Finding the time for these special meetings had been a challenge for the Board.  Other business had to be postponed, and getting everyone on the Board to the table for the meetings was difficult.  The Board also wanted to complete the discussion process as quickly and economically as possible.  Therefore, the members avoided a third meeting to finalize their written agreement (an “Action Plan for the Future”) by asking me to find the areas of agreement among the notes from their first two meetings and to use them to draft the Action Plan for everyone to consider and sign at a future Board meeting.

When making flip chart notes during a facilitated meeting, I always make note of the main issues of concern, and I highlight the areas of group consensus when I transcribe the notes.  All of the Board members had been given copies of the transcribed notes – so they had seen those areas of agreement.  Thus, I was able to review the meeting notes, find the areas of agreement and draft the Action Plan, as requested.  I presented the draft Action Plan to the Board members at their next regular meeting.  The plan was for them to discuss the agreement on their own, make minor modifications and then sign the document.  Since my work as a facilitator was complete once the Action Plan was produced, I do not know the final fate of my draft Action Plan.  I do know that I was able to create a credible agreement document based on my understanding of the issues facing the Board and the notes I made at each meeting.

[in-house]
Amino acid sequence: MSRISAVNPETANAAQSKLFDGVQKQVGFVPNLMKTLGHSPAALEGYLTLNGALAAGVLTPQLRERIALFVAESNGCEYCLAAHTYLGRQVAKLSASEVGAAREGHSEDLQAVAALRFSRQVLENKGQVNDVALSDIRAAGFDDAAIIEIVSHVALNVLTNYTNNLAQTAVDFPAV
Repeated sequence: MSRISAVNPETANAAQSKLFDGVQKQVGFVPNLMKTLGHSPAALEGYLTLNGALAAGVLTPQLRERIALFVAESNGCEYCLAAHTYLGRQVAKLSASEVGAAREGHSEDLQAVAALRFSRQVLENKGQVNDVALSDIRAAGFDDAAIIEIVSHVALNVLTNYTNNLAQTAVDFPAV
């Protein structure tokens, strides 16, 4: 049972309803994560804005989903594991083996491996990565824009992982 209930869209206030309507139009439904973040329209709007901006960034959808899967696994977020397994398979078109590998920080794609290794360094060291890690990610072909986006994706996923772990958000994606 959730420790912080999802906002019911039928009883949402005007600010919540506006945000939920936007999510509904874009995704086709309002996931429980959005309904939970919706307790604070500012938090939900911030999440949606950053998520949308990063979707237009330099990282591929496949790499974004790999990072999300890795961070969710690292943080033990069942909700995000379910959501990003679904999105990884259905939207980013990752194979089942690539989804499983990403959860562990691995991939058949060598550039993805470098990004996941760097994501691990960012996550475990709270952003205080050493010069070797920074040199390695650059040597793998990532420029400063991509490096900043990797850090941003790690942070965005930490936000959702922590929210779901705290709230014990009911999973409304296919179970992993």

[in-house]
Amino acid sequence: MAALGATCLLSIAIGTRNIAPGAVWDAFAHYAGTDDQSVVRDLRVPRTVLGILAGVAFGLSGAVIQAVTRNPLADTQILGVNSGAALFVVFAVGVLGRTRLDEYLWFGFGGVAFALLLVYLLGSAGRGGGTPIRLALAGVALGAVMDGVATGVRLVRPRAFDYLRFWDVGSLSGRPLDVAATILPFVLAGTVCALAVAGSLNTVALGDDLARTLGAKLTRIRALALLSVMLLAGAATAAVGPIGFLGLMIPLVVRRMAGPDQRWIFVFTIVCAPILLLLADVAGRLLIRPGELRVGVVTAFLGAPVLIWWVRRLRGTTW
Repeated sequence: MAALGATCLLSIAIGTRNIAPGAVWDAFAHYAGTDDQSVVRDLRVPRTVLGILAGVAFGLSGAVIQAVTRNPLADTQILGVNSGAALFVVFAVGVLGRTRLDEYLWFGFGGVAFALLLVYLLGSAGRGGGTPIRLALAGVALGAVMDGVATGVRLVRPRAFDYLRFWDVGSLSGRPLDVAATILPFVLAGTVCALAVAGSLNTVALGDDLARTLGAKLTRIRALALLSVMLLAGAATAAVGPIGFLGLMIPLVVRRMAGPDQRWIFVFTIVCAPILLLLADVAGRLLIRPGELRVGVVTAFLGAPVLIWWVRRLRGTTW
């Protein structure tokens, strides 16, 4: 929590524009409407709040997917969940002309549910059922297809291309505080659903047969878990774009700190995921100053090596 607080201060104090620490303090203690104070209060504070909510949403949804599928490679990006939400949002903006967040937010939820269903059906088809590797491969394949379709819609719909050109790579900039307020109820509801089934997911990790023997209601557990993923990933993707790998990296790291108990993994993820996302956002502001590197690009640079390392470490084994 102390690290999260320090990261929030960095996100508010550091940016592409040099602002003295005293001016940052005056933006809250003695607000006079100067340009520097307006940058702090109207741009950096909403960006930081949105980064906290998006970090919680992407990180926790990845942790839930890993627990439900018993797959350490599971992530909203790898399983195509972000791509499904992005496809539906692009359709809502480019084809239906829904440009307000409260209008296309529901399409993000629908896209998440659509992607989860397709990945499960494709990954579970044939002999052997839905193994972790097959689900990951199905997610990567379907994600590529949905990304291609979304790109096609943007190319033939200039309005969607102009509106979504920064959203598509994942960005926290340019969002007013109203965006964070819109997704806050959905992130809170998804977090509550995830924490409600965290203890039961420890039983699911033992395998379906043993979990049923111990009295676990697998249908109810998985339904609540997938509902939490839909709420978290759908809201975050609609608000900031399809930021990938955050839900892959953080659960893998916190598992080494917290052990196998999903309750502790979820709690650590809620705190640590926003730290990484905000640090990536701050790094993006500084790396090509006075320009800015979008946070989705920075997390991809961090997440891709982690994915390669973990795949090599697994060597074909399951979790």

This is not a standard plan for producing an agreement after a series of meetings; however, for this case, it worked!

By |9:35 pm|Group Facilitation Denver|Comments Off on GROUP FACILITATION – An Action Plan for a Public Board